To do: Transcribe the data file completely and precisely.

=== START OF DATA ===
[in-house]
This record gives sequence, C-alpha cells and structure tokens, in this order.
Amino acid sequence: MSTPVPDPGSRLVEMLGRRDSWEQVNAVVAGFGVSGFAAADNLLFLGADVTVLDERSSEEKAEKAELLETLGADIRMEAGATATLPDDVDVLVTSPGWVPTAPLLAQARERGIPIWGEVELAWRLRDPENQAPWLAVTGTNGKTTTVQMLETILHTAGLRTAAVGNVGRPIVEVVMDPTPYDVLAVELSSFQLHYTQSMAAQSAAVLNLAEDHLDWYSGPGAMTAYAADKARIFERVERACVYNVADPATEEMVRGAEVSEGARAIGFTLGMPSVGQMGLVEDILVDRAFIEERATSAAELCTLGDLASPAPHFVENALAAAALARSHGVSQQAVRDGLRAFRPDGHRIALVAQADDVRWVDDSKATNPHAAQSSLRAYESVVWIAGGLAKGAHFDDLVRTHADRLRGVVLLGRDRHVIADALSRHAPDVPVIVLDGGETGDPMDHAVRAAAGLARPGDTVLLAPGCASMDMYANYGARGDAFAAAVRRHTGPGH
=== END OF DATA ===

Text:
[in-house]
This record gives sequence, C-alpha cells and structure tokens, in this order.
Amino acid sequence: MSTPVPDPGSRLVEMLGRRDSWEQVNAVVAGFGVSGFAAADNLLFLGADVTVLDERSSEEKAEKAELLETLGADIRMEAGATATLPDDVDVLVTSPGWVPTAPLLAQARERGIPIWGEVELAWRLRDPENQAPWLAVTGTNGKTTTVQMLETILHTAGLRTAAVGNVGRPIVEVVMDPTPYDVLAVELSSFQLHYTQSMAAQSAAVLNLAEDHLDWYSGPGAMTAYAADKARIFERVERACVYNVADPATEEMVRGAEVSEGARAIGFTLGMPSVGQMGLVEDILVDRAFIEERATSAAELCTLGDLASPAPHFVENALAAAALARSHGVSQQAVRDGLRAFRPDGHRIALVAQADDVRWVDDSKATNPHAAQSSLRAYESVVWIAGGLAKGAHFDDLVRTHADRLRGVVLLGRDRHVIADALSRHAPDVPVIVLDGGETGDPMDHAVRAAAGLARPGDTVLLAPGCASMDMYANYGARGDAFAAAVRRHTGPGH